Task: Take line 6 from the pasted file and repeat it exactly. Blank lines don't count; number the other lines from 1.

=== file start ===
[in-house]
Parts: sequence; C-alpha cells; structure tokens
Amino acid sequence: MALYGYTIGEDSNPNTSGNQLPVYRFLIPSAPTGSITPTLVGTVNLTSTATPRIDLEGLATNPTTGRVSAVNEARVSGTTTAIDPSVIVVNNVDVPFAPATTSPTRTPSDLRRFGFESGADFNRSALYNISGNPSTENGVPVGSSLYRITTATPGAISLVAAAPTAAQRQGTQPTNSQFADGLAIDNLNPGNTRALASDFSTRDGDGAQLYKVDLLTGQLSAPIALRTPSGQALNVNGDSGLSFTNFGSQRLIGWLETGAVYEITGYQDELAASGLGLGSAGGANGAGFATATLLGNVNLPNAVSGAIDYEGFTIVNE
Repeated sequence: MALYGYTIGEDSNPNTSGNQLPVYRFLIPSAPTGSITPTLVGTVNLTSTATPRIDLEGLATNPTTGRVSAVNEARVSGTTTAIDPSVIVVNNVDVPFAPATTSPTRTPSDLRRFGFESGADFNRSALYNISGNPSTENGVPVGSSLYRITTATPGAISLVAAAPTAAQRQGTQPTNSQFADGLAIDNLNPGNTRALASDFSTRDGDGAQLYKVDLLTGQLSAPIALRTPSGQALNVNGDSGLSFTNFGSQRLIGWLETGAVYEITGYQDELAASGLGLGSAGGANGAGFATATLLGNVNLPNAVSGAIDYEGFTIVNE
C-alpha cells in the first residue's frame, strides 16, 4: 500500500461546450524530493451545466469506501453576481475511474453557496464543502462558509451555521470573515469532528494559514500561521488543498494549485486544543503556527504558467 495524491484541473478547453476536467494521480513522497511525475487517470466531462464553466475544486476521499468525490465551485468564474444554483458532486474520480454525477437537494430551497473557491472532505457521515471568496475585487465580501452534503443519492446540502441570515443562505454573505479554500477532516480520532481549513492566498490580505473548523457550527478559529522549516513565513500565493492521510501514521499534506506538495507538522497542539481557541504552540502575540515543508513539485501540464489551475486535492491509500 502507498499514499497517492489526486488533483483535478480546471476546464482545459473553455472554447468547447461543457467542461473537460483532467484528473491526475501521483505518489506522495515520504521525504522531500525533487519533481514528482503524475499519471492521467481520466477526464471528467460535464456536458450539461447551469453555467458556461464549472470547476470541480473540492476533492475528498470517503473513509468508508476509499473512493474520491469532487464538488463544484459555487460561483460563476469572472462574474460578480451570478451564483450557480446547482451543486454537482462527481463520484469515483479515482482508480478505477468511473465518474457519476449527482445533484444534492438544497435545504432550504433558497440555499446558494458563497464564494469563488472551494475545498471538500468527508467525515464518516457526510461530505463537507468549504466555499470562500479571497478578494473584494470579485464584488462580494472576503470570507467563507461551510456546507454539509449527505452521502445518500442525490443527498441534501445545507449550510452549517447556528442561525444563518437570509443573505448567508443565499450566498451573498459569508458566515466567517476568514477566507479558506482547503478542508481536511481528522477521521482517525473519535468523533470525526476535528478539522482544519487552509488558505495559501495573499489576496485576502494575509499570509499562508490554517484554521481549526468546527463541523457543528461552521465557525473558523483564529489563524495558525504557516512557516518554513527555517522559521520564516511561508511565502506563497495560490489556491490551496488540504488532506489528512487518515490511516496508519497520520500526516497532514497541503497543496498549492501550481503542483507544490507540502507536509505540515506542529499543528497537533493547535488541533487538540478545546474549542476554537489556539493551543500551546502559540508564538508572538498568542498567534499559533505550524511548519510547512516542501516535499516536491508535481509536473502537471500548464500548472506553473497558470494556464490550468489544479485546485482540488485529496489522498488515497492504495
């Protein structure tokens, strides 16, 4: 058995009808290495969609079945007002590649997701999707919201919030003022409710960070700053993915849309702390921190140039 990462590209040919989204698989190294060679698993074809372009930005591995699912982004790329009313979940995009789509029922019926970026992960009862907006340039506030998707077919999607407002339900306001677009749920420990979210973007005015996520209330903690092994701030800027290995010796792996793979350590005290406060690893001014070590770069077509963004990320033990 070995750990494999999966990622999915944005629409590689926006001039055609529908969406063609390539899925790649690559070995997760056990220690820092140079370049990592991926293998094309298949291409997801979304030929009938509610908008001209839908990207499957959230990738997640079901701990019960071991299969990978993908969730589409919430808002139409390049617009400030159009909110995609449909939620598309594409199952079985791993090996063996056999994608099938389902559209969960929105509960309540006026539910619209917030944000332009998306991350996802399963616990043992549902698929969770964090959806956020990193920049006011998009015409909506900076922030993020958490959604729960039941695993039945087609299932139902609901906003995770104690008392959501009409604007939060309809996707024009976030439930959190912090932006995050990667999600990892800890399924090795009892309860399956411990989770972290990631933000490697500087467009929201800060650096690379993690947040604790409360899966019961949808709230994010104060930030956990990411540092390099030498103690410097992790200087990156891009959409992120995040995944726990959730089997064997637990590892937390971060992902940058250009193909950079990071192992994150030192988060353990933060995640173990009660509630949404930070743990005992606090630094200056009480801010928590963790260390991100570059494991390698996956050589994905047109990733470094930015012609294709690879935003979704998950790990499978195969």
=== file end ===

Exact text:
């Protein structure tokens, strides 16, 4: 058995009808290495969609079945007002590649997701999707919201919030003022409710960070700053993915849309702390921190140039 990462590209040919989204698989190294060679698993074809372009930005591995699912982004790329009313979940995009789509029922019926970026992960009862907006340039506030998707077919999607407002339900306001677009749920420990979210973007005015996520209330903690092994701030800027290995010796792996793979350590005290406060690893001014070590770069077509963004990320033990 070995750990494999999966990622999915944005629409590689926006001039055609529908969406063609390539899925790649690559070995997760056990220690820092140079370049990592991926293998094309298949291409997801979304030929009938509610908008001209839908990207499957959230990738997640079901701990019960071991299969990978993908969730589409919430808002139409390049617009400030159009909110995609449909939620598309594409199952079985791993090996063996056999994608099938389902559209969960929105509960309540006026539910619209917030944000332009998306991350996802399963616990043992549902698929969770964090959806956020990193920049006011998009015409909506900076922030993020958490959604729960039941695993039945087609299932139902609901906003995770104690008392959501009409604007939060309809996707024009976030439930959190912090932006995050990667999600990892800890399924090795009892309860399956411990989770972290990631933000490697500087467009929201800060650096690379993690947040604790409360899966019961949808709230994010104060930030956990990411540092390099030498103690410097992790200087990156891009959409992120995040995944726990959730089997064997637990590892937390971060992902940058250009193909950079990071192992994150030192988060353990933060995640173990009660509630949404930070743990005992606090630094200056009480801010928590963790260390991100570059494991390698996956050589994905047109990733470094930015012609294709690879935003979704998950790990499978195969």